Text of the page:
Printing from end to start to reduce the messy/burnt engraved (Wood mostly)

Hi there!

Correct if I’m wrong please!

Would it be better for the machine to engrave from point 0 onwards instead of going to the end of the design towards point 0 ?

My point is, when engraving, you get the “dust” of the engrave towards the front of the machine so if it’s engraving from the front of the machine backwards, the dust is “ruining” what’s already engraved! RIGHT ?

If the machine goes the other way round, it would engrave on top of the dust making a less messy engraving finished product ?

Am I wrong ? Sorry, but it’s just something that intrigued me since day one :slight_smile:

Thanks in advance!


The ability to switch directions has been requested many times. Many other machines have this capability. I forget the reasoning for the GF choosing to engrave from front to back, but engraving on top of the “dust” could also introduce additional variance in the quality of the engrave.

I’ve gotten better at cleaning up the residue, so it doesn’t seem like a big deal anymore, but it would be nice to have the flexibility of changing engrave direction.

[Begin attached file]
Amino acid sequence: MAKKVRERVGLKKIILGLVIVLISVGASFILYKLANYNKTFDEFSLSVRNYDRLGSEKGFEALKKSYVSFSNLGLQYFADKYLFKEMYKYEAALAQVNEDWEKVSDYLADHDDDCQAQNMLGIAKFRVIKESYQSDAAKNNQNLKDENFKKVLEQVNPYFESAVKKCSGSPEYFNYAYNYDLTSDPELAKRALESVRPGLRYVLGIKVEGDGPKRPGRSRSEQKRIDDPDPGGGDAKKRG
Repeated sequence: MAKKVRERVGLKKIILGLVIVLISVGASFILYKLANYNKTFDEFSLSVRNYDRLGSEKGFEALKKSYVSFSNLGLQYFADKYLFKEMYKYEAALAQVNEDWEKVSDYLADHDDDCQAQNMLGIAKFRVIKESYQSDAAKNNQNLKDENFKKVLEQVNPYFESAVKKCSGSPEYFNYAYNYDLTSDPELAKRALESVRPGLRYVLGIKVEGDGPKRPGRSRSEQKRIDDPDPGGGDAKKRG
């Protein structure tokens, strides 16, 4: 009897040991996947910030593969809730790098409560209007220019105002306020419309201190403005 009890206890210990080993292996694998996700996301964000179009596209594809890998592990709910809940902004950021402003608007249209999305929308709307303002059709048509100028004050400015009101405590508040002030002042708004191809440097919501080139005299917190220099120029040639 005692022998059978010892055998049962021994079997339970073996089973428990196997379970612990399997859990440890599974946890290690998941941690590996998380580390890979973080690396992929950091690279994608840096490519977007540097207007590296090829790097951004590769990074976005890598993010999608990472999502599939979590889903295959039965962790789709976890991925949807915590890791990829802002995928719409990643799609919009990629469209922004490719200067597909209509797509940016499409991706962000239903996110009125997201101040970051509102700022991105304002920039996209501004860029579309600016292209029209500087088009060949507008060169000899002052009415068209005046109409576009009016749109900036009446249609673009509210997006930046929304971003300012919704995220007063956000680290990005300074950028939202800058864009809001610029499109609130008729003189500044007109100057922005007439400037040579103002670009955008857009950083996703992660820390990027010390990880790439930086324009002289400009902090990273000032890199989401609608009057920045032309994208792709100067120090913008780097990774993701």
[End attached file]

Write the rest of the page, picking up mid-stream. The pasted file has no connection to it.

Yes. Often requested. Lots of good reasons for each case.

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That’s what I had always assumed…Interestingly, the folks at Epilog agree with what the folks at Glowforge have done…
Article here in case anyone is interested enough to read about it:

“5 Common Mistakes in Laser Engraving and How to Avoid Them”.

I decided to run a little test anyway…for science. :smile:

So I set up a little circle engrave, going in one direction, on messy thick draftboard. Ran the engrave, then turned the circle around 180° and engraved over it again, so the laser was burning up all the crap and resin that had been deposited over the open engrave from the first pass.

Want to know what happened?

About what you’d expect…the resins were fused into a glass-like substance in certain spots, giving a really lousy looking uneven engrave.

It’s really hard to capture with a camera, (sorry, my close-up was a little too close I guess), but the dark patches and spots that you can see in the image are glassy, smooth and fused…they are not the same texture as the rest of the engrave.

And worse, if you try to scrape the glassy bits off with a fingernail, it removes the effect of the engrave. They are really fused on there.

My conclusion based on this run is that the folks at Glowforge know exactly what they’re doing by running the engraves from bottom to top, depositing the soot and resins harmlessly on top of the already engraved areas. At least the detritus can be brushed away doing it this way. :wink: